Child support for unmarried parents in Georgia works almost the same way it does for married parents. Regardless of marital status, non-custodial parents have a responsibility to pay some of the expenses related to raising their child. This support is court-ordered, and may include costs such as health insurance and education expenses.

The amount of child support paid in these cases relies on the income of the parents and the needs of the child. Whether or not the parents ever married does not change this amount, although the process for getting the non-custodial parent to pay is somewhat different.

How Courts Determine the Amount of Child Support

Georgia courts often use a formula to calculate child support. This formula is the same no matter if the parents are married or unmarried. In this way, the courts will calculate child support orders for a child of unmarried parents the same way as orders for a child of previously married parents.

After determining the amount, the judge issues a court order requiring the non-custodial parent to pay a fixed amount each month until his or her child reaches age 18. If the child will still be in high school when he or she turns 18, the courts will often extend the order through graduation.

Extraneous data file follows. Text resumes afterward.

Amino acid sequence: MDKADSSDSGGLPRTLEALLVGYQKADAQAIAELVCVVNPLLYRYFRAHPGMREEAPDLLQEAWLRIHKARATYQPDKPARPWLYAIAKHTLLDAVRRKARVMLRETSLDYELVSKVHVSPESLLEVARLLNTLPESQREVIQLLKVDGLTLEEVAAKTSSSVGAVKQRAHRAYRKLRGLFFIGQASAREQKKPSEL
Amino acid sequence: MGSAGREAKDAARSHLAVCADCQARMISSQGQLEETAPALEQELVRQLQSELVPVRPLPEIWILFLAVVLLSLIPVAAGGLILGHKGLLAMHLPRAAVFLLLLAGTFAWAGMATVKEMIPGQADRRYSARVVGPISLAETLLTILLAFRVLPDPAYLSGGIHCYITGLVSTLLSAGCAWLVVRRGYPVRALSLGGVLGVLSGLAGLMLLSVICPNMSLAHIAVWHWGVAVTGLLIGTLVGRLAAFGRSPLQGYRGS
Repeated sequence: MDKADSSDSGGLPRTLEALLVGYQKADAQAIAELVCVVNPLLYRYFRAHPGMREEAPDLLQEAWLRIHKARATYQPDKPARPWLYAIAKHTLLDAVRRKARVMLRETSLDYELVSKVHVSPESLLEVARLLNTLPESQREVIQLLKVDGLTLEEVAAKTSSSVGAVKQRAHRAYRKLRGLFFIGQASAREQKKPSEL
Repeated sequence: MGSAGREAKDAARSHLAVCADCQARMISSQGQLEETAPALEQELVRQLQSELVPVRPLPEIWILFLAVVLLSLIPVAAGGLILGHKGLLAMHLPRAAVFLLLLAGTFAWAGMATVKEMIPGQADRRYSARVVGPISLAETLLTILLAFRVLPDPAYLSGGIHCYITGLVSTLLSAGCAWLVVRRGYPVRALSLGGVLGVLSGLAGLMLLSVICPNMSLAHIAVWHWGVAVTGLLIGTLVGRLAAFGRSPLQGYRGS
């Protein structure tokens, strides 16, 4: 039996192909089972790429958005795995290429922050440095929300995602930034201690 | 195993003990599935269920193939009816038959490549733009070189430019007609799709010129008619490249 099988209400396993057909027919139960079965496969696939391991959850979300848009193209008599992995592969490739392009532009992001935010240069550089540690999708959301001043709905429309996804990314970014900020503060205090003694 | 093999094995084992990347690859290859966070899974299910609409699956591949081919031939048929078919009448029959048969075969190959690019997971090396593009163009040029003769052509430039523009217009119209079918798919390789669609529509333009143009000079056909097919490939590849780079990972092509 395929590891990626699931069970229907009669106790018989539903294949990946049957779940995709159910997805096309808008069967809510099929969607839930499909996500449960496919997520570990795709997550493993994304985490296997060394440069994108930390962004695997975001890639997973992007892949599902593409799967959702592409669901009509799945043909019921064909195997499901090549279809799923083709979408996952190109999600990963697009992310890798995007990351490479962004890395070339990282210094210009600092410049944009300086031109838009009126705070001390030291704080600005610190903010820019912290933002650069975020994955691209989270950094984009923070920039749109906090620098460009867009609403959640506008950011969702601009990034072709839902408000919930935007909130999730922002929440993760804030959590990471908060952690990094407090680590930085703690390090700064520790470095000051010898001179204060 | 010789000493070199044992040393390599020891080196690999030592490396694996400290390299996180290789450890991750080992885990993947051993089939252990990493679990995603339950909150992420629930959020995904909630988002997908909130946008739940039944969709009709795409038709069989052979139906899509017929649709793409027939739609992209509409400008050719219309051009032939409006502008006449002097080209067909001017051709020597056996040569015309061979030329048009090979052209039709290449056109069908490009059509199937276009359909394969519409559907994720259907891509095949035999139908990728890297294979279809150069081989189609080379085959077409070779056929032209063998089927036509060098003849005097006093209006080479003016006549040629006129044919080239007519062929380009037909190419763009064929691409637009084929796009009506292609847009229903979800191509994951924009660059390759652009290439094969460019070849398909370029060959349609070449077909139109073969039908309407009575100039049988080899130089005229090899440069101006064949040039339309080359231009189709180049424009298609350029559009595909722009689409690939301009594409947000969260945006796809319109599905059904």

Is Child Support Automatic?

When parents are married when the child is born, the law assumes the husband is the father. This means that when the couple divorces, the courts will automatically assign child support payments to the non-custodial parent. When the parents are unwed, however, additional steps are necessary to establish paternity under Georgia law.

Many parents choose to do this through a Voluntary Paternity Acknowledgment Form at the hospital when the child is born, at the State Office of Vital Records, or at the county vital records office.

However, if unmarried parents break up and one refuses to complete this form, the process becomes more complicated. When this happens, the Division of Child Support Services may order the potential father to undergo paternity testing before the court can order him to pay child support.

Does Paying Child Support Give the Father Rights to Custody or Visitation?

Under Georgia law, the child’s mother has all legal custody rights when the parents are unmarried. This means that even when the father goes through all of the steps to confirm paternity and the court orders him to pay child support, he does not have any legal rights to visitation or custody.

To gain visitation rights, the father must go through an additional process by filing a legitimation action in court. Through this process, he can request custody or visitation with his child.

Can a Lawyer Help Me Secure Support for my Child?

The Ward Law Firm has the experience and resources to help you navigate the child support process in Georgia.

Contact us today at 770-383-1973 to schedule a REAL Case Analysis and to learn more about how we can help you through the process of getting child support for your child or establishing paternity and gaining visitation rights.